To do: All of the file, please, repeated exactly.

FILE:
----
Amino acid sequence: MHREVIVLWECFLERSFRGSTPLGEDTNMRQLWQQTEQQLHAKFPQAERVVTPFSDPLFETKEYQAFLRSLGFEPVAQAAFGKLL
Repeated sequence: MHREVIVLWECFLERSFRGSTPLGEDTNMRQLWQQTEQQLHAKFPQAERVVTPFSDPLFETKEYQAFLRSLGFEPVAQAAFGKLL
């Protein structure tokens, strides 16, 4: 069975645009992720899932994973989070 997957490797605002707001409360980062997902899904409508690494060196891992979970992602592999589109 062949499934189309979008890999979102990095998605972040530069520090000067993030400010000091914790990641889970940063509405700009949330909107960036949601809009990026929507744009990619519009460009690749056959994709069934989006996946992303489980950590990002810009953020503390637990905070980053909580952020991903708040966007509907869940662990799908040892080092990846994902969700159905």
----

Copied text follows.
Amino acid sequence: MHREVIVLWECFLERSFRGSTPLGEDTNMRQLWQQTEQQLHAKFPQAERVVTPFSDPLFETKEYQAFLRSLGFEPVAQAAFGKLL
Repeated sequence: MHREVIVLWECFLERSFRGSTPLGEDTNMRQLWQQTEQQLHAKFPQAERVVTPFSDPLFETKEYQAFLRSLGFEPVAQAAFGKLL
């Protein structure tokens, strides 16, 4: 069975645009992720899932994973989070 997957490797605002707001409360980062997902899904409508690494060196891992979970992602592999589109 062949499934189309979008890999979102990095998605972040530069520090000067993030400010000091914790990641889970940063509405700009949330909107960036949601809009990026929507744009990619519009460009690749056959994709069934989006996946992303489980950590990002810009953020503390637990905070980053909580952020991903708040966007509907869940662990799908040892080092990846994902969700159905």